It was a small victory in a grim and runaway catastrophe. In July, Kent Brantly and Nancy Writebol, both American medical workers in Liberia, became stricken with Ebola hemorrhagic fever after treating dozens suffering from the disease, which has a mortality rate of 50 percent to 90 percent. They were rushed doses of an experimental cocktail of Ebola antibodies called ZMapp, flown home via a Gulfstream III on separate flights on Aug. 2 and 5, and each isolated inside a special tent called an “aeromedical biological containment system.” The U.S. Department of State and the Centers for Disease Control and Prevention (CDC) coordinated the flights, operated by Phoenix Air, a private transport company based in Georgia. Cared for in a special ward at Emory University in Atlanta, they recovered within the month and later met with President Obama. It appeared to be a win for the White House.
Mapp Biopharmaceutical, the San Diego company that developed ZMapp, is also in a way a White House project. It’s supported exclusively through federal grants and contracts that go back to 2005. The antibody mixture hadn’t yet passed its first phase of human clinical trials, but after the two Americans were infected with Ebola, the Food and Drug Administration granted emergency access to ZMapp.
It’s too early to say whether ZMapp was vital to the Americans’ survival. There were a limited number of doses available. Mapp ran out after having given doses to the two Americans, a Spanish priest, and doctors in two West African countries, although it declined to say how many. And that raised fair questions: Why hadn’t the promising treatment gone through human clinical trials sooner, and why were there so few doses on hand?
Since appearing in Guinea in December, Ebola has spread to five West African countries and infected 5,864 people, of which 2,811 have died, according to the World Health Organization’s Sept. 22 report. This number is widely considered an underestimate. The CDC’s worst-case model assumes that cases are “significantly under-reported” by a factor of 2.5. With that correction, the CDC predicts 21,000 total cases in Liberia and Sierra Leone alone by Sept. 30.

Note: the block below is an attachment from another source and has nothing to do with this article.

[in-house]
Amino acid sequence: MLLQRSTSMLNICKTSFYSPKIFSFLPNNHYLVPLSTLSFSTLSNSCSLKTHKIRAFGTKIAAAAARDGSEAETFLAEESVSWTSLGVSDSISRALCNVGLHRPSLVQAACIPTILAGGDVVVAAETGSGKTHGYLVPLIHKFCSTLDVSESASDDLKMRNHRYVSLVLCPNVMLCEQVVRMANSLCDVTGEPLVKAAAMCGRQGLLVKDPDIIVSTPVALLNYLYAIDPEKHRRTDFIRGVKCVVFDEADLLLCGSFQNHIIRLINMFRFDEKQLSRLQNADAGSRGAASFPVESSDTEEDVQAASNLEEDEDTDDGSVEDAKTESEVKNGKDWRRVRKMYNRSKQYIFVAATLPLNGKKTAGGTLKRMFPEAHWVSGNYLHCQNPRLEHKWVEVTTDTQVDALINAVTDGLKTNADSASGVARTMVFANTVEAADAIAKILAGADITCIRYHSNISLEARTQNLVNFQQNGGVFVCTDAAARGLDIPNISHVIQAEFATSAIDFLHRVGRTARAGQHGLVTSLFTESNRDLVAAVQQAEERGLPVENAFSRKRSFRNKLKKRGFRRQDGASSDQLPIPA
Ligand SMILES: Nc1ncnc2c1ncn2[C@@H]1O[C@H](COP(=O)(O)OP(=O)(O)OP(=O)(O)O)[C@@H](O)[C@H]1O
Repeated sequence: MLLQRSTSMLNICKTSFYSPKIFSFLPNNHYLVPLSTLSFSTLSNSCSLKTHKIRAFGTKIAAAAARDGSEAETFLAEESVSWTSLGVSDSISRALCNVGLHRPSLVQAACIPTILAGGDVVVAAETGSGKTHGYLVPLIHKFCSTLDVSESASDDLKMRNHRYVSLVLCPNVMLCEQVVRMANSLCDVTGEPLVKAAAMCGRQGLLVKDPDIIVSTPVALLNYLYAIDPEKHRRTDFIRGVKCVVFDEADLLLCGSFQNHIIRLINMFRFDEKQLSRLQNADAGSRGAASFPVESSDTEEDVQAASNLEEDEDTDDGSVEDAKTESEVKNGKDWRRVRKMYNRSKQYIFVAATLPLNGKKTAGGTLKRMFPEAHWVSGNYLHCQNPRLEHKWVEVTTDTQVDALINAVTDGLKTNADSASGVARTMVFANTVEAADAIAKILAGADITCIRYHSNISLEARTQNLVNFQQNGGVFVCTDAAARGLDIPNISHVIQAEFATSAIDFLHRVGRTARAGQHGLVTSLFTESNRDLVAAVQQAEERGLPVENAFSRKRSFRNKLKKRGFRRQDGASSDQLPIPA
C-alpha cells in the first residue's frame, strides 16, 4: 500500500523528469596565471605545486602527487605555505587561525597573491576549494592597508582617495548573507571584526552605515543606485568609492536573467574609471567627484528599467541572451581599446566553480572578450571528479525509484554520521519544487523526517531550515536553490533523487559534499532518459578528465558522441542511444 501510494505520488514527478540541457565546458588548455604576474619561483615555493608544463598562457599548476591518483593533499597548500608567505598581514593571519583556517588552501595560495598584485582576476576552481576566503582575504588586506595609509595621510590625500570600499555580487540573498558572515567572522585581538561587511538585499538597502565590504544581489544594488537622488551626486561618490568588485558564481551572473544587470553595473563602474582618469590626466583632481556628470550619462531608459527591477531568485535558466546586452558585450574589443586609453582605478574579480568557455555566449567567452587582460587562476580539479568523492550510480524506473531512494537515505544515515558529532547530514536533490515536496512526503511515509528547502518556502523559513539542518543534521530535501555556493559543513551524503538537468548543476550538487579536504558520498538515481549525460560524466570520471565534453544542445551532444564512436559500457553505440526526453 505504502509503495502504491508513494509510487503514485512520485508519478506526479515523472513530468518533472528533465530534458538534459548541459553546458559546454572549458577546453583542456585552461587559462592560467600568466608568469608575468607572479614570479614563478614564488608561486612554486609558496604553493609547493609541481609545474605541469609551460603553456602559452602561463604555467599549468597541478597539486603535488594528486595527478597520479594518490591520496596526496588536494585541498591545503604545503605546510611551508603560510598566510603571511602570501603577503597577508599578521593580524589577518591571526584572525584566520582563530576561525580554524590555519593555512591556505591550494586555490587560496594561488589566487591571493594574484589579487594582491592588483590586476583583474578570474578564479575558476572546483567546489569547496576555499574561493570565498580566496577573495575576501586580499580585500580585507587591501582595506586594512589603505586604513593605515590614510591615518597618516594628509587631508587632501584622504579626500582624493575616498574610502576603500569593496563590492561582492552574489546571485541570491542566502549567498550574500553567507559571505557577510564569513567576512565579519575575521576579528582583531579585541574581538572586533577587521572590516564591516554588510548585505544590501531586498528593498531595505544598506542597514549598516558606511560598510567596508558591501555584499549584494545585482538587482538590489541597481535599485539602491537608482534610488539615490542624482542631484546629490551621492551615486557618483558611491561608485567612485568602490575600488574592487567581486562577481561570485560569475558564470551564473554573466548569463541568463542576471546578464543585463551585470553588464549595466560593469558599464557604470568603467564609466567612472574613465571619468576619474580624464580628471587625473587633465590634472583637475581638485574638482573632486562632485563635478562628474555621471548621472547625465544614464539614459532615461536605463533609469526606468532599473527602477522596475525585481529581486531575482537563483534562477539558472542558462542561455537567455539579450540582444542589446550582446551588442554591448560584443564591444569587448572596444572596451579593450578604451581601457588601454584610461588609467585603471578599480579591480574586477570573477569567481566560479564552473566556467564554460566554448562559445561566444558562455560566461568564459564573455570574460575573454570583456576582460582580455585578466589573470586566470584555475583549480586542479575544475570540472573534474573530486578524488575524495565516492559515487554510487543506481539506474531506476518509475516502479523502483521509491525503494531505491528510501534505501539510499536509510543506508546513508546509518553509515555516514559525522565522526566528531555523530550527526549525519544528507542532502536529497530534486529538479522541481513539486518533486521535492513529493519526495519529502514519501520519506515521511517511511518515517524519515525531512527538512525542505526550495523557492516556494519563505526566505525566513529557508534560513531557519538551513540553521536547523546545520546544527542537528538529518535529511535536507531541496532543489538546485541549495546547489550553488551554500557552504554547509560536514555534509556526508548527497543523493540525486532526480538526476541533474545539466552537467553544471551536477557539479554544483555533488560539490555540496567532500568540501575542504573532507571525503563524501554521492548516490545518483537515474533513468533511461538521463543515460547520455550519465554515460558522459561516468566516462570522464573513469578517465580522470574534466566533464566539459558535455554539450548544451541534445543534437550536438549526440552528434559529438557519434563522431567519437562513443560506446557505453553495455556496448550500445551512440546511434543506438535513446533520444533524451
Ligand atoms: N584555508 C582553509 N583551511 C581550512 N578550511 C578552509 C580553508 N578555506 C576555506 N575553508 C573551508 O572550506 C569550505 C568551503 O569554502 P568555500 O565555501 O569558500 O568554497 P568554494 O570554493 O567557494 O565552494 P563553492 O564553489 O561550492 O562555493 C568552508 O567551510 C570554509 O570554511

A confluence of factors has made it the biggest Ebola outbreak yet. For starters, West Africa has never seen Ebola before; previous outbreaks have mainly surfaced in the Democratic Republic of the Congo in Central Africa. The initial symptoms of Ebola—fever, vomiting, muscle aches—are also similar to, and were mistaken for, other diseases endemic to the region, such as malaria.
Then, when officials and international workers swept into villages covered head to toe and took away patients for isolation, some family members became convinced that their relatives were dying because of what happened to them in the hospitals. They avoided medical care and lied to doctors about their travel histories. Medical staff at local hospitals became scared and quit their jobs. Aid workers trying to set up isolation units or trace infected people’s contacts were attacked by angry villagers. With these countries short on resources, staff, medical equipment, and basic understanding of the disease, Ebola took hold and spread.
There have been a number of admirable and vigilant responses, from local doctors and emergency workers to nongovernmental organizations such as Doctors Without Borders. Foreign governments have so far pledged about a third of the $988 million the United Nations says is needed to fight the epidemic. On Sept. 16, the Obama administration announced plans to send 3,000 military personnel to assist with shipping and distribution of medical equipment and supplies. The Americans will also help build treatment centers and train health-care providers in the region.